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Allergic contact dermatitis from dicyclohexylmethane-4,4'-diisocyanate.

From August 1999 to April 2001, there was an outbreak of severe eczema at a factory manufacturing medical equipment. A glue, mainly based on the isocyanate dicyclohexylmethane-4,4'-diisocyanate (DMDI), was suspected as being the cause of the problem. 16 workers with recent episodes of eczema were patch tested with a standard series, an isocyanate series and work material. The latter consisted of, among other things, the glue, DMDI, and an amine, dicyclohexylmethane-4,4'-diamine (DMDA), which is formed when DMDI reacts with water. 13 patients reacted to DMDI, 9 to 1,6-hexamethylenediisocyanate (HDI) and 4 to isophoronediisocyanate (IPDI), all of which are aliphatic isocyanates. None reacted to the aromatic isocyanates, diphenylmethane-4,4'-diisocyanate ( MDI) or toluenediisocyanate (TDI). One explanation for this pattern could be that aromatic diisocyanates are more reactive than the aliphatic ones and that, therefore, they are inactivated before penetrating the skin. 5 patients reacted to DMDA and 5 to 4,4'-diaminodiphenylmethane (MDA). Concurrent reactions to DMDA and or MDA with DMDI could be due to cross-reactivity. The positive reactions to MDA could also be a marker of MDI exposure. Yet another patient, investigated in 1997 with suspected work-related contact dermatitis from the glue, is described. She, however, showed no positive reactions to any isocyanates.[1]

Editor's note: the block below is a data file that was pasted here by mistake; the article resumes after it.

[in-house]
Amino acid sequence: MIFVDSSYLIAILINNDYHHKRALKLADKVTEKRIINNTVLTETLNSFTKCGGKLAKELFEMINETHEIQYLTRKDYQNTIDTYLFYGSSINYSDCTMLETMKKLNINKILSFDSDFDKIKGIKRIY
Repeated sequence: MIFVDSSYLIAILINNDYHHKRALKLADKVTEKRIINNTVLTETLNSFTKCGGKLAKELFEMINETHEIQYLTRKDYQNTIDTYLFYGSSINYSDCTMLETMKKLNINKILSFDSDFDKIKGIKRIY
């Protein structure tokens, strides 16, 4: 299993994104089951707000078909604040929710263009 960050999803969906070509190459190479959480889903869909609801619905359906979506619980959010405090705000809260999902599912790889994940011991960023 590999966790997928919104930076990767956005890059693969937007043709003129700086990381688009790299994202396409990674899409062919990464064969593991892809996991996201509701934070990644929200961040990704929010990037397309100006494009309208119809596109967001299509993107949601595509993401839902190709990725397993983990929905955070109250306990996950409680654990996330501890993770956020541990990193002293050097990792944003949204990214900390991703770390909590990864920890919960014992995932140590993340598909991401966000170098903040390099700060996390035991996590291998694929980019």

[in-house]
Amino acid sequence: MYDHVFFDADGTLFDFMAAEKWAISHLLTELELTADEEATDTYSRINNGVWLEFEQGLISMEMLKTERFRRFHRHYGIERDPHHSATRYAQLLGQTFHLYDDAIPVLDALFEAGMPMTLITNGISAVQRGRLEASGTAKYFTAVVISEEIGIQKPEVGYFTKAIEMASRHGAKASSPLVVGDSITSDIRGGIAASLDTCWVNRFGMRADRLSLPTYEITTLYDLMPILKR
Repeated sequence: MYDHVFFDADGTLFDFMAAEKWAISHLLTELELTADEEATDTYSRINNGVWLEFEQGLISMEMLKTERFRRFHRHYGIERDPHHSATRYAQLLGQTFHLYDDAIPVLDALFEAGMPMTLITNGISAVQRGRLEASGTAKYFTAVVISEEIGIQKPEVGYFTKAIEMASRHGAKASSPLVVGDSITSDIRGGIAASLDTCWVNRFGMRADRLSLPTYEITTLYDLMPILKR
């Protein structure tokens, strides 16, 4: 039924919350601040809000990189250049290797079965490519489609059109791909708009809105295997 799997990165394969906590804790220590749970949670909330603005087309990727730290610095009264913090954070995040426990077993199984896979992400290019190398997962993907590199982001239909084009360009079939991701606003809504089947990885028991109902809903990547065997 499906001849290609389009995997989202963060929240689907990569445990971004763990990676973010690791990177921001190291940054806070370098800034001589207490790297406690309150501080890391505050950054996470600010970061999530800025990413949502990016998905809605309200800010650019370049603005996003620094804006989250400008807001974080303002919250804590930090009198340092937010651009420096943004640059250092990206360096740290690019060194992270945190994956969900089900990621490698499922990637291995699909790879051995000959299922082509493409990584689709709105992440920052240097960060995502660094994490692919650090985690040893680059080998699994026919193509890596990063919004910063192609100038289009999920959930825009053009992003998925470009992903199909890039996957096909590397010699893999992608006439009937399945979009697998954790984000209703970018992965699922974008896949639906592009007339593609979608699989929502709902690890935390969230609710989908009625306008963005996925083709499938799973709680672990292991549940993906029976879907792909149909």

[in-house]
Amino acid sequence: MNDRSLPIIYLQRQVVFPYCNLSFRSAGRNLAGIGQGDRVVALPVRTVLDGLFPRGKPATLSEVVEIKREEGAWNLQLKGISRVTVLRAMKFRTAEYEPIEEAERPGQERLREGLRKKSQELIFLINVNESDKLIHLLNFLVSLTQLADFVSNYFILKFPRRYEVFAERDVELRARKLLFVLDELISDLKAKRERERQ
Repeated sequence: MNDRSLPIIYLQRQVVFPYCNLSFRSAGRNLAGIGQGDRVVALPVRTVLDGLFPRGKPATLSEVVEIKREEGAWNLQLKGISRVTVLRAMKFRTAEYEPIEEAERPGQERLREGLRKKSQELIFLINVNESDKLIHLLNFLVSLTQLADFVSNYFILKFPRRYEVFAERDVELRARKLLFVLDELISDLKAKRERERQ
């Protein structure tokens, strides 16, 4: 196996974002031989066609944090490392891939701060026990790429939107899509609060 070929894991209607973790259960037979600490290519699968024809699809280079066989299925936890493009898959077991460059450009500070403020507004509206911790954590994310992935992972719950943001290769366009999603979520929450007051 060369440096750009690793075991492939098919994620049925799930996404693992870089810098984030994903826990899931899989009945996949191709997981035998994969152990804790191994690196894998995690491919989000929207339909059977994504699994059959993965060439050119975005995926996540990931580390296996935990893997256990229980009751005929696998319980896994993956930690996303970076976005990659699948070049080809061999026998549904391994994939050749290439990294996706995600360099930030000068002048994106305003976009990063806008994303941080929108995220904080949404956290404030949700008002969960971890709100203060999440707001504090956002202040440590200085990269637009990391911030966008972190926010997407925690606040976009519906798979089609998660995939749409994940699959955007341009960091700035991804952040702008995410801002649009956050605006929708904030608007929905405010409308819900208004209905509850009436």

References

  1. Allergic contact dermatitis from dicyclohexylmethane-4,4'-diisocyanate. Frick, M., Björkner, B., Hamnerius, N., Zimerson, E. Contact Derm. (2003) [Pubmed]
 
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